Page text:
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dc.date.accessioned2013-03-12T09:26:06Z
dc.date.available2013-03-12T09:26:06Z
dc.date.issued2012en_US
dc.date.submitted2012-05-14en_US
dc.identifier.citationBaptista, José Pedro Filipe De Oliveira. Power transitions and conflict. Masteroppgave, University of Oslo, 2012en_US
dc.identifier.urihttp://hdl.handle.net/10852/34001
dc.description.abstractThe historical record of great power transitions is plagued with episodes of violence. Hence, the ‘rise of China’ and America’s relative decline sparks a heated debate on whether history, in the longer or shorter term, will repeat itself. The possible outcomes of this cyclical event, ranging from hegemonic war to a smooth transition, vary with the theoretical approach adopted: power transition theory postulates that the rising challenger becomes more conflict-prone as it approaches the crossover point with the declining hegemon in terms of power, while liberal-institutionalist theory draws attention to the exceptional character of the current Western-led order as the main cause for optimism. In this comparative analysis, each theory’s conflicting concepts of power, and the contrasting expectations each hold for transitions, are compared. Their focus on different indicators in measuring power yields different answers about the size of the US-China power gap and the speed at which it is being closed; at the same time, opposing assumptions on state satisfaction influence the hypothesis of China being successfully accommodated by the international system. An empirical analysis focused on the rising challenger’s behaviour over the past two decades reveals alternating periods of revisionism and status quo orientation, but in the recent past liberal-institutionalist theory is more apt for understanding China’s posture vis-à-vis the US, even after discounting for uncertainty and calculative behaviour. On the US’ suppositional impulse to seek confrontation in a desperate attempt to retain its leading position in the system, evidence on its approach to China also dismisses the alternative proposition of preventive action suggested by power transition theorists.eng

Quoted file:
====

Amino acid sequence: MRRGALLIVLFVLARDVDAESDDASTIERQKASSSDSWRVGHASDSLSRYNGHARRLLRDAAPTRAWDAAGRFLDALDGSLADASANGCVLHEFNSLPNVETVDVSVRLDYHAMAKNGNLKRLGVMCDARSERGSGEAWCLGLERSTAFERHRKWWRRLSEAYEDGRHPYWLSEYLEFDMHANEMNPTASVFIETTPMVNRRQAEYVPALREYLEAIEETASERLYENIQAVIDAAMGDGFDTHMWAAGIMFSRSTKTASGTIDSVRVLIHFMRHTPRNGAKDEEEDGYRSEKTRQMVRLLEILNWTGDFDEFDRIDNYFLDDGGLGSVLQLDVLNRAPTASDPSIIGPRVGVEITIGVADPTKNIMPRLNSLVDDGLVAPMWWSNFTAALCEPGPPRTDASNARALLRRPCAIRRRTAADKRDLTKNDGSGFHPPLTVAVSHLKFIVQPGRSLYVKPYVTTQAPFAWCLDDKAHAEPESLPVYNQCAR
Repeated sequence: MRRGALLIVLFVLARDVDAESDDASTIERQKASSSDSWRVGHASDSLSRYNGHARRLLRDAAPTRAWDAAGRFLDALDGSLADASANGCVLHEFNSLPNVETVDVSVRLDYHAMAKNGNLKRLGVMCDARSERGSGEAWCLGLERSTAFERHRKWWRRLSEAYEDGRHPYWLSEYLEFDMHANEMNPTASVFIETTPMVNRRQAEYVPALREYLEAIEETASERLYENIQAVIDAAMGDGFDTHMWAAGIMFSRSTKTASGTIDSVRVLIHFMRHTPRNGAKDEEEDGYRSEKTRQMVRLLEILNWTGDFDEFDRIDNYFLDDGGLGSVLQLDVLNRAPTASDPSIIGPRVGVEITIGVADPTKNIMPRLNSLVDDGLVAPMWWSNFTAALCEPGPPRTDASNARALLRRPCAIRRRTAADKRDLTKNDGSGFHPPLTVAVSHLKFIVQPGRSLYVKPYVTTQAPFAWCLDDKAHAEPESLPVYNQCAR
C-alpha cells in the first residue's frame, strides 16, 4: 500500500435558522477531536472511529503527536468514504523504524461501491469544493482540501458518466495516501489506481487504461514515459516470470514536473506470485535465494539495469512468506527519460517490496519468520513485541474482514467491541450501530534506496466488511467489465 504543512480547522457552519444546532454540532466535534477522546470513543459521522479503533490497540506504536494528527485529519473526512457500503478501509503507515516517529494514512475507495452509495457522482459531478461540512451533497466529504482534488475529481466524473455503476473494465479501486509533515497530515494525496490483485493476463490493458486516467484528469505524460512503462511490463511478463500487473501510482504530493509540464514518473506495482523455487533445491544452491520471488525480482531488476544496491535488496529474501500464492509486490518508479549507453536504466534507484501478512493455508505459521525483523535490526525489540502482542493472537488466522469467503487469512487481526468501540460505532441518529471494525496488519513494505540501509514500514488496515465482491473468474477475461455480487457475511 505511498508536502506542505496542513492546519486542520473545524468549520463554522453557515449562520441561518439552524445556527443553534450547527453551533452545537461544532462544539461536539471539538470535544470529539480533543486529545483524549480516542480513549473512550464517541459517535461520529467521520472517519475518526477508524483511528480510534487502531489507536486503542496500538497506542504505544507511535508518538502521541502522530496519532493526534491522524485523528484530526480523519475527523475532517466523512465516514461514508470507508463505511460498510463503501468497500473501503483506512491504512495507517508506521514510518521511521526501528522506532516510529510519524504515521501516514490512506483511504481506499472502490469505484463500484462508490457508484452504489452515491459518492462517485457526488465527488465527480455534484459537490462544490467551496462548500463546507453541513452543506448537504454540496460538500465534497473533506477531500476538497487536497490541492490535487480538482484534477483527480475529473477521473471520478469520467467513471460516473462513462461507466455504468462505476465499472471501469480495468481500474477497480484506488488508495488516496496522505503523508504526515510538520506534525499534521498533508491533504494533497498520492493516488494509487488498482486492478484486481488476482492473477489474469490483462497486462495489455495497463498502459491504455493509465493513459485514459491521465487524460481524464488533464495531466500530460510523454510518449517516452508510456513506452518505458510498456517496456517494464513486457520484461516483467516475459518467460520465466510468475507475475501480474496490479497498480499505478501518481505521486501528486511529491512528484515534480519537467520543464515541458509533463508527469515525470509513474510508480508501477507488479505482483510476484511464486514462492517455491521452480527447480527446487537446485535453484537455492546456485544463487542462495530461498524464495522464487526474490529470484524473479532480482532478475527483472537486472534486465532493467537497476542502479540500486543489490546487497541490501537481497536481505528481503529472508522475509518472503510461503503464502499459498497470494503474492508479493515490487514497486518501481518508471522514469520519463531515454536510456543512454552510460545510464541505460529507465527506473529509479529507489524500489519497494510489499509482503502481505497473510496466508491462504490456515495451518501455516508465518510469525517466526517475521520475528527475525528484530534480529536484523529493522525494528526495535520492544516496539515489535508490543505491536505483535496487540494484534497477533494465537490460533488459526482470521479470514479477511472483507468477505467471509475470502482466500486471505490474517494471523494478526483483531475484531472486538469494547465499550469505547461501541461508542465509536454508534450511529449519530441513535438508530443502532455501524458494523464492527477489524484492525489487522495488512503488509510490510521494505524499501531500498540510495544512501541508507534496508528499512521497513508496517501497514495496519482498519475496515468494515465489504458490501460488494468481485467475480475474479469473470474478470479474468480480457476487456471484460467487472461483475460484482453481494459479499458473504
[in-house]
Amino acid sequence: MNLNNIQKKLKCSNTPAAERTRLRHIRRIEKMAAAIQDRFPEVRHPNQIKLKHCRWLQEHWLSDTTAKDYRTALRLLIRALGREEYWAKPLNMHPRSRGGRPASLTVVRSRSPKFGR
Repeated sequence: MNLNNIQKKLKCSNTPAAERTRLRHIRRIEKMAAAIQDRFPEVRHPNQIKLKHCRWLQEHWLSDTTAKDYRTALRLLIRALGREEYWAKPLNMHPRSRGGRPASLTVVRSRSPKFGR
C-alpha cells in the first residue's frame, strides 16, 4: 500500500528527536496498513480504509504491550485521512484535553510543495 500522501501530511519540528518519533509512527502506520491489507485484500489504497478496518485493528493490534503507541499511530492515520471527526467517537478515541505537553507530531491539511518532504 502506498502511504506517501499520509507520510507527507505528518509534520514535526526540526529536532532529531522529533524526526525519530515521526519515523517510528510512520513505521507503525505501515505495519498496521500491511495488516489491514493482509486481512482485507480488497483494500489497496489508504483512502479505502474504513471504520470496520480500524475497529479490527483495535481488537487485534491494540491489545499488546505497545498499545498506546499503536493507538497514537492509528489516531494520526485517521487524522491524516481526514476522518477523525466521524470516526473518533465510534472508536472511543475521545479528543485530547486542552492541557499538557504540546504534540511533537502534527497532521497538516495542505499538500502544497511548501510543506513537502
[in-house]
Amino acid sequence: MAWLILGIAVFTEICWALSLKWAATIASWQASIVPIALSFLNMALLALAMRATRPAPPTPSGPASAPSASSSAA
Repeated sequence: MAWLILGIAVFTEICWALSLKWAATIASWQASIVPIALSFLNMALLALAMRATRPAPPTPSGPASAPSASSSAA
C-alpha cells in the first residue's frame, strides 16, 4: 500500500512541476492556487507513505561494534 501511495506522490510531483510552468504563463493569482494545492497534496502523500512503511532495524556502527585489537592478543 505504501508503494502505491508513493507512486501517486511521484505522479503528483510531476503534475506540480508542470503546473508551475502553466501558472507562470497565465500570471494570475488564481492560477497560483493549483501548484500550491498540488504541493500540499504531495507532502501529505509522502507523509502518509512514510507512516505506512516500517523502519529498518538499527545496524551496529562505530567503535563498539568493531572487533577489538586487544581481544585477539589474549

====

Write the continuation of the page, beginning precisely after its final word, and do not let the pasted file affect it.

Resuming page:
dc.language.isoengen_US
dc.titlePower transitions and conflict : Applying power transition theory and liberal-institutionalist theory to US-China relationsen_US
dc.typeMaster thesisen_US
dc.date.updated2013-02-26en_US
dc.creator.authorBaptista, José Pedro Filipe De Oliveiraen_US
dc.subject.nsiVDP::240en_US
dc.identifier.bibliographiccitationinfo:ofi/fmt:kev:mtx:ctx&ctx_ver=Z39.88-2004&rft_val_fmt=info:ofi/fmt:kev:mtx:dissertation&rft.au=Baptista, José Pedro Filipe De Oliveira&rft.title=Power transitions and conflict&rft.inst=University of Oslo&rft.date=2012&rft.degree=Masteroppgaveen_US
dc.identifier.urnURN:NBN:no-32678en_US
dc.type.documentMasteroppgaveen_US
dc.identifier.duo161155en_US
dc.contributor.supervisorProf. Arild Underdalen_US
dc.identifier.bibsys130713740en_US
dc.identifier.fulltextFulltext https://www.duo.uio.no/bitstream/handle/10852/34001/1/Baptista-MA.pdf


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